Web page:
On the day of my visit a batch of boys, many of whom had been taken from the streets, were having their first meal. They had all been washed, combed, and put into their new togs, which they wore with a mingled air of pride and embarrassment. About many of them there was a noticeably hungry expression, which made one rejoice to think that for some months, at any rate, they would have good and regular meals. In connection with the subject of diet, which consists of beef or mutton and potatoes for dinner, cocoa, bread, and pork for breakfast, and tea and biscuits for the third meal, I asked one jolly, rosy-cheeked little tar whether he was satisfied with his victuals. He answered with the most tremendous gravity, as "how" there was "just one thing" which he must "complain about."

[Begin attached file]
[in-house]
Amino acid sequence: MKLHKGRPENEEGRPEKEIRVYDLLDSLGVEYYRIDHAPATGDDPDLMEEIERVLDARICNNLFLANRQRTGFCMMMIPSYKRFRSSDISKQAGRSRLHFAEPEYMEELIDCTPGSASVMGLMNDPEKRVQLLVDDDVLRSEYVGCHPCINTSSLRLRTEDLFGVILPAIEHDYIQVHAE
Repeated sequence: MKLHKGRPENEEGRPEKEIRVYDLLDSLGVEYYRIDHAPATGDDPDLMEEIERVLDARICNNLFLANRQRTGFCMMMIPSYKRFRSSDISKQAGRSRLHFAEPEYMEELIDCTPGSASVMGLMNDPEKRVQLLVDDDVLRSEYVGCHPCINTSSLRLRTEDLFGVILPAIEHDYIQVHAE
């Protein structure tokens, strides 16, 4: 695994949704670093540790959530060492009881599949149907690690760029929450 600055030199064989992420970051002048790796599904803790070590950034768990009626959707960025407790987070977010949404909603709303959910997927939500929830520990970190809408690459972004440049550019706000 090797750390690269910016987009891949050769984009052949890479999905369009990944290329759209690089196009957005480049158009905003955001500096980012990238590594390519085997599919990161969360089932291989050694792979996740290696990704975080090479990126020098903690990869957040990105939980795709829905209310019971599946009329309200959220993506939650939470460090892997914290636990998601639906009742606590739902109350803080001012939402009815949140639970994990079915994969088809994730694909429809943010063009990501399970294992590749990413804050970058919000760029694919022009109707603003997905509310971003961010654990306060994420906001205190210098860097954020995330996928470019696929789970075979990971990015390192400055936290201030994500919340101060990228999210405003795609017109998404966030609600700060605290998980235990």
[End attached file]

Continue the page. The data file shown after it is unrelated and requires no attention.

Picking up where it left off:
A parade on deck.

"What's that?" I asked, "don't you get enough?"

"Yes, quite enough," was the tragic reply, "but the boys ought to have dripping on their biscuit twice a week, and we don't always get it once!"

Poor little chaps, one can well understand that after a time ship's biscuits, which may be very wholesome, though somewhat lacking in flavour and succulency, are likely to pall, and be much more grateful to a boy's palate when accompanied by the more insidious dripping.

Learning the points of the compass.

The organisation, as regards internal management, school, and manual work, seems to be on much the same lines which prevails at the Military Asylum: half the day being devoted to school, whilst the remainder is occupied with swimming—which is the first accomplishment taught every boy—managing small boats, and the practical part of seamanship generally. In school, too, the boys give special attention to the subjects which will be afterwards useful to them, notably to the mastery of the compass, which involves three months' study, and appears painfully complex to the uninitiated landsman.

"Manning the yards."